A colourful New Zealand comedy/drama short film that captures a day in the life of Lily (Carter), a beautiful and caring Maori solo mum and her two high voltage children Tahi and Pipi. Lilly wants nothing more than to go on her date night but life gets in the way.
Interview with Writer/Producer Kahurangi Carter
Congratulations! Why did you make your film?
My Mum, Robin is my hero. She raised four of us on her own and I wrote this story in honour of her and all single parents doing their best for their kids.
Imagine I’m a member of the audience. Why should I watch this film?
This film will make you laugh and cry. A young indigenous, New Zealand mother of two high voltage children needs a well deserved night off... as her day unfolds she gets further and further away from her date. I'm a bit biased because my children act in the film, so I think you should watch this film because my kids are so darn cute and talented actors to boot!
How do personal and universal themes work in your film?
I want to challenge people's generalisations and perceptions about mothers, singles parents and especially indigenous single parents.
There are themes of isolation, womenhood, parenthood and about finding your joy in the simple moments.
How have the script and film evolved over the course of their development?
This film started in a word document. I just sat and wrote not knowing what I was doing except that I knew what I wanted to say. I came into the film industry as an actor and writing a script is something I recommend to all actors as it helps you understand where the writer is coming from. I worked hard to develop it to be ready to shoot and then things stalled due to a lack of funding and practical support. I am part of the Loft Film Collective who were shooting an art house feature film I was acting in. We were filming on location and wrapped a day early.... so I printed off my script and at the wrap dinner sprung it on the remaining 5 crew. They loved the script and said let's make another film! So the next day, we shot 13 scenes, yes 13! True guerilla styles. Without the support of the Loft Film Collective this film would still be a script so a huge and humble thank you to my crew.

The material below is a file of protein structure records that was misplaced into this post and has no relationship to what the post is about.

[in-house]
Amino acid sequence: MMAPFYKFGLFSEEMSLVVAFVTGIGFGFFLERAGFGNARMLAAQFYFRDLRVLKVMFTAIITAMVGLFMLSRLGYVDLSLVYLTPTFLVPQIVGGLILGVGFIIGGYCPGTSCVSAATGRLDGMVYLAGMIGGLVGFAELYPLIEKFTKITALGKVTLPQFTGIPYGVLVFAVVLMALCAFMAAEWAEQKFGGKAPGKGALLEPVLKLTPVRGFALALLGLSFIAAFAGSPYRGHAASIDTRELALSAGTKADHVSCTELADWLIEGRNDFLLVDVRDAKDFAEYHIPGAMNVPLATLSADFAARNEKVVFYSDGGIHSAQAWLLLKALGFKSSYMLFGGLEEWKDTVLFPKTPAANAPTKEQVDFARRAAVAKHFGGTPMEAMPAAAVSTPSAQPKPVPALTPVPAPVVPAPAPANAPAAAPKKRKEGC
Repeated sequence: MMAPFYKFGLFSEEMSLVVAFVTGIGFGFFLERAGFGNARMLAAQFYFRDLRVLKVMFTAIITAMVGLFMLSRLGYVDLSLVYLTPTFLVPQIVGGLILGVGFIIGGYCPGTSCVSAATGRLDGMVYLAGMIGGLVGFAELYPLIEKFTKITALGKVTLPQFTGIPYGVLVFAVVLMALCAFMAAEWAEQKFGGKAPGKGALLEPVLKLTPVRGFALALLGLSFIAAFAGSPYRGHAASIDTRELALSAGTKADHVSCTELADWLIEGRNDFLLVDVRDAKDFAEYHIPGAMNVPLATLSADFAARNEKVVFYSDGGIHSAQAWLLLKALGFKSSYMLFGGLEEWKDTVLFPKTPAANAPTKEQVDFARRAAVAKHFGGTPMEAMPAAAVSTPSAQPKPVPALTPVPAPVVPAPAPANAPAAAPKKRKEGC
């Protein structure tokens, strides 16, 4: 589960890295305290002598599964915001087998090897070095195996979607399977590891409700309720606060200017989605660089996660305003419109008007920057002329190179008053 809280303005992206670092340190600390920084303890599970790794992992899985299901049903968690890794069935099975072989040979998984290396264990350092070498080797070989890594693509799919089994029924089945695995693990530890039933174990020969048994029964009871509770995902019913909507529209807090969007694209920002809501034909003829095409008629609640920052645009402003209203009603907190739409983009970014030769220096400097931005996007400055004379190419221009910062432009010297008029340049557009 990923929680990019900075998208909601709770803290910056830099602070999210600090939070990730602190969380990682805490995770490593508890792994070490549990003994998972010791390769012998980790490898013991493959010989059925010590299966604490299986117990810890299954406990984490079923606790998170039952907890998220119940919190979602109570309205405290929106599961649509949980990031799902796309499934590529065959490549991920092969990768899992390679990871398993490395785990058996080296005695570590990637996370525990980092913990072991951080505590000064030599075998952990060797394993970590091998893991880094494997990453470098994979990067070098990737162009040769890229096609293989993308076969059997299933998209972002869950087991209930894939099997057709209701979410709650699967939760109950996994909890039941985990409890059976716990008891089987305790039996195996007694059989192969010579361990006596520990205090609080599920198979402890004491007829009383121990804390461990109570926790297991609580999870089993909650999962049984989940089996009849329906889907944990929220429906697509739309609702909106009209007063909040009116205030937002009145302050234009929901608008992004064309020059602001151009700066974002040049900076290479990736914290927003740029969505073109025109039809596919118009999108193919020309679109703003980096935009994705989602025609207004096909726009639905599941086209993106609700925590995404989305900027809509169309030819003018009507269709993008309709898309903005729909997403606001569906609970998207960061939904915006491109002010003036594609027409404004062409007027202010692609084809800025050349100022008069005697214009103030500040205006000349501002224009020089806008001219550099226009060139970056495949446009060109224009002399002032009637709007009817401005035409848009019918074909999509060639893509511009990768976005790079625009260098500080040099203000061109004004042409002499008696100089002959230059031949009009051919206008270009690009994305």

What type of feedback have you received so far?